A comparison of the screening potential of the geriatric depression scale (GDS) and the hospital anxiety and depression scale (HADS) in diagnosing depression at a geriatric day hospital setting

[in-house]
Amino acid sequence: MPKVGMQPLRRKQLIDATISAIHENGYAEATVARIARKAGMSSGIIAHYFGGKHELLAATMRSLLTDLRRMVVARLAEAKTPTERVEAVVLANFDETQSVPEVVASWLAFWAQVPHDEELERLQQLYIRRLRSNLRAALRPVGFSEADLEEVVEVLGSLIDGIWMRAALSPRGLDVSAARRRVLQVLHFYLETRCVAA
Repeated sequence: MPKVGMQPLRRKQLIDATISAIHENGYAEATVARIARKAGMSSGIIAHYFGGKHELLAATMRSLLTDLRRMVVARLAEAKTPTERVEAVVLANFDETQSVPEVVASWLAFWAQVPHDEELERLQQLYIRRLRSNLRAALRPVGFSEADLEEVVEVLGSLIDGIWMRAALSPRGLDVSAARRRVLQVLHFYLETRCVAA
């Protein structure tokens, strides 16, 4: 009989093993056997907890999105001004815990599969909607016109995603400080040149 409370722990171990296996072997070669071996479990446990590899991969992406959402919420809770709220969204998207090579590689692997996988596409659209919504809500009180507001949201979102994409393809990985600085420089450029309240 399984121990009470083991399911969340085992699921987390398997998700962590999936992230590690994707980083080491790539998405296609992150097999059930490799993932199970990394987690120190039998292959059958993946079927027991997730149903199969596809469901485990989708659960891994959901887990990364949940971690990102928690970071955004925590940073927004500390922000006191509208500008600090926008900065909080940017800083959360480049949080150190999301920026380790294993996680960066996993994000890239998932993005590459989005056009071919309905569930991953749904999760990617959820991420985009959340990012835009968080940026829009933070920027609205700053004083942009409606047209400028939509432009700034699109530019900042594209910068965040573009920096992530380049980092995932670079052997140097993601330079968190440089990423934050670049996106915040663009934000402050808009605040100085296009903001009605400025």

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Background Depression is a common condition in older people affecting approximately 10% of elderly people of all age groups living at home (Morgan et al 1987). Some studies suggest that prevalence is higher in those with medical conditions. There are several screening tools used in diagnosing depression, but it is unknown which tool is most effective in a setting such as the Medical Geriatric Day Hospital. Aim of this study was to compare the usefulness of two commonly used screening tools; the Geriatric Depression Scale (GDS) and the Hospital Anxiety and Depression Scale (HADS), by employing the Diagnostic and Statistical manual (DSM IV) as the "gold standard" method of diagnosing depression. Method Consecutive patients aged over 65 years attending the Medical Geriatric Day Hospital were recruited. GDS (15) and HADS were administered by a trained nurse. An independent Old Age Psychiatrist, blinded to the screening tool results, performed the DSM IV assessment in a standardised manner. Results 101 participants (58 women) were recruited. Mean age (SD; range) of the study population was 79.4 (6.7; 65-93) years. Prevalence of depression in the studied population using the DSM IV was 22.8%. Sensitivities and specificities(95%CI) of the GDS (15) in diagnosing depression were 78.3%(70.3-86.3) and 73.0%(64.4-81.6) and those of HADS were 69.6%(60.6-78.6) and 78.2%(70.1-86.3) respectively. Positive predictive values for GDS (15) and HADS were 46.2%(36.5-55.9) and 48.5%(38.7-57.7) and the negative predictive values were 91.9%(86.6-97.2) and 89.7%(83.8-95.6) respectively. False positive rates were 53.8%(44.1-63.5) and 51.5%(41.8-61.2) and false negative rates were 8.1%(2.8-13.4) and 10.3%(4.4-16.2) respectively. Conclusions Both GDS (15) and HADS had a relatively high negative predictive value suggesting that they may have value in ruling out depression. However the false positive rates mean that patients screened positive in both tools require a more comprehensive assessment as approximately half will not have depression. The two screening tools performed similarly.